BWW Review: GOING SPARE, Theatre Upstairs, Oct 2015
When the universe seems indifferent, it can help to have someone connect the dots, or celestial bodies that comprise your star sign. Left with few alternatives, Maisie - the reserved woman played by Siobhán Donnellan in her new drama - attends a psychics' convention, looking for meaning to be made of a life hit repeatedly by tragedy. Polite surfaces cover up fried nerves, preventing her from going spare.
Under Aoife Connolly's intelligent direction, Donnellan paints a guileless figure oblivious to the superficialities of the world while pursuing its desires: working in a sweet shop to introduce sherbet-coloured hues into a depressed reality; pottering with a childhood admirer, until his life comes to a devastating halt.
However, in stacking the odds against her protagonist, the script comes up astonishingly short. A secondary plotline concerning the death of Maisie's mother seems drawn to make a better bet for pathos but the relationship between the two isn't solidly developed. That Donnellan also takes to portraying a multitude of characters over chewed-up expressions - a furrow-faced shopkeeper; a husky-voiced gentleman whose sensitive nature is enshrined in the name 'Paper Chest' - could be more demonstrative than sincere. But for all her broad strokes, the performer wisely knows how to pull back; pausing to release a single tear, the consequences in her exaggerated world staggeringly become real.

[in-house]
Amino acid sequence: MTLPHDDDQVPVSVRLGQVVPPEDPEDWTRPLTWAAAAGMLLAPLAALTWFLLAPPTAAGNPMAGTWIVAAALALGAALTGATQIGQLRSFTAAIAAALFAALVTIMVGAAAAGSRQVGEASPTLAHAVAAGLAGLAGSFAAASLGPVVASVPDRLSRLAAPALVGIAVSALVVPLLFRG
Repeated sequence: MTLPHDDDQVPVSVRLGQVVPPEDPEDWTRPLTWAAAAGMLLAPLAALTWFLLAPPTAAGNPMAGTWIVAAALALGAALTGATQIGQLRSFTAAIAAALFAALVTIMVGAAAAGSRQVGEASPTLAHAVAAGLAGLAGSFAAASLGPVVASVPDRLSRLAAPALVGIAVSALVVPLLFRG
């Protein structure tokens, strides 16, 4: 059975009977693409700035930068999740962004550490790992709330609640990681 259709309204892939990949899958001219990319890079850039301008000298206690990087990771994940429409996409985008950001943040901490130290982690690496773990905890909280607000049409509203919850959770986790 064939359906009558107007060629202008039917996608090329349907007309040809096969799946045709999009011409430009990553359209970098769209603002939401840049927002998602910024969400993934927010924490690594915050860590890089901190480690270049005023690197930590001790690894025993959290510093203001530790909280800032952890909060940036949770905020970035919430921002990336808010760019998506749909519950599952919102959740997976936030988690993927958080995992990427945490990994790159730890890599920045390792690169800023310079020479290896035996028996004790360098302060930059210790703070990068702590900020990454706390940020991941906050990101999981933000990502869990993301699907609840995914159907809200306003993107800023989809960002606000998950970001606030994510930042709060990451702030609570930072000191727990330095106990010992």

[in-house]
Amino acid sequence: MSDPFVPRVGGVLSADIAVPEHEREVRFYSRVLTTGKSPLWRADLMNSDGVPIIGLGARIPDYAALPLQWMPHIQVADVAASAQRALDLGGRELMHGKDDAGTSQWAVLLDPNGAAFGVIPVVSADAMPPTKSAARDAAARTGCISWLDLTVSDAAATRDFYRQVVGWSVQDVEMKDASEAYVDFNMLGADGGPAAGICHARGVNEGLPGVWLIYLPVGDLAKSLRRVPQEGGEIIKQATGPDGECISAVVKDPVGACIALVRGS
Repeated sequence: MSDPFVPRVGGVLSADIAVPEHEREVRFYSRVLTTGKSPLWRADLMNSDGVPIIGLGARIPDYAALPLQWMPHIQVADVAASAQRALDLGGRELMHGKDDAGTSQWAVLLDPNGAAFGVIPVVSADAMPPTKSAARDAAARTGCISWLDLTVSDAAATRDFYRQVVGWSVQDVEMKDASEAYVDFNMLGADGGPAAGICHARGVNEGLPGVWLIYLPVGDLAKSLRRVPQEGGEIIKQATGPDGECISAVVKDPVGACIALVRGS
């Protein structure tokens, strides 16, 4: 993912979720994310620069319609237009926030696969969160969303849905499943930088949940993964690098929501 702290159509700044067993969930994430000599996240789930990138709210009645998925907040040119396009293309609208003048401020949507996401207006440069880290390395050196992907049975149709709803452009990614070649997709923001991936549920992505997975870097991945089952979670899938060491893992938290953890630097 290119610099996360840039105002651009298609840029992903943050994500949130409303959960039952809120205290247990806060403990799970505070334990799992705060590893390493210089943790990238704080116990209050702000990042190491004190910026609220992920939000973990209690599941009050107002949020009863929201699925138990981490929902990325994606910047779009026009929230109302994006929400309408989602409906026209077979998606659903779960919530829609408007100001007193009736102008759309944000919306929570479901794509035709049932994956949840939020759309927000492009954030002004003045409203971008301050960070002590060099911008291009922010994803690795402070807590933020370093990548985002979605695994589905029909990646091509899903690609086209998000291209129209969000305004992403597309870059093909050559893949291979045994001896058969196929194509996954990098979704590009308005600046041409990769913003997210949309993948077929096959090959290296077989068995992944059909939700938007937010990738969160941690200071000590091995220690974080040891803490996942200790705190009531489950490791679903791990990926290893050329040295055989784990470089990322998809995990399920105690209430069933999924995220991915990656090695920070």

That clarity is owed in part to Connolly, for whom a small stage doesn't stall a sophisticated mise en scène of constant illuminations (Sharon Bagnall's painstaking lighting), curious symbols (a lone psychic's chair and a cloud of feathers suspended in Katie Davenport's set design), and delicate music (Aisling Quinn's piano and glockenspiel).
Bereavement is a familiar theme for Donnellan; her 2010 play Chasing Butterflies saw two parents dealing with the shocking deaths of each of their children. Where there are no easy answers, Donnellan is committed to exploring the ways - outlandish or otherwise - in which we cope with the illogical and immeasurable. Light glows from behind the threshold of a low-hanging cloud as Maisie discovers a reminder of her fallen friend. Surely there are things more bizarre.
Run finished. Photo: Martin Magure.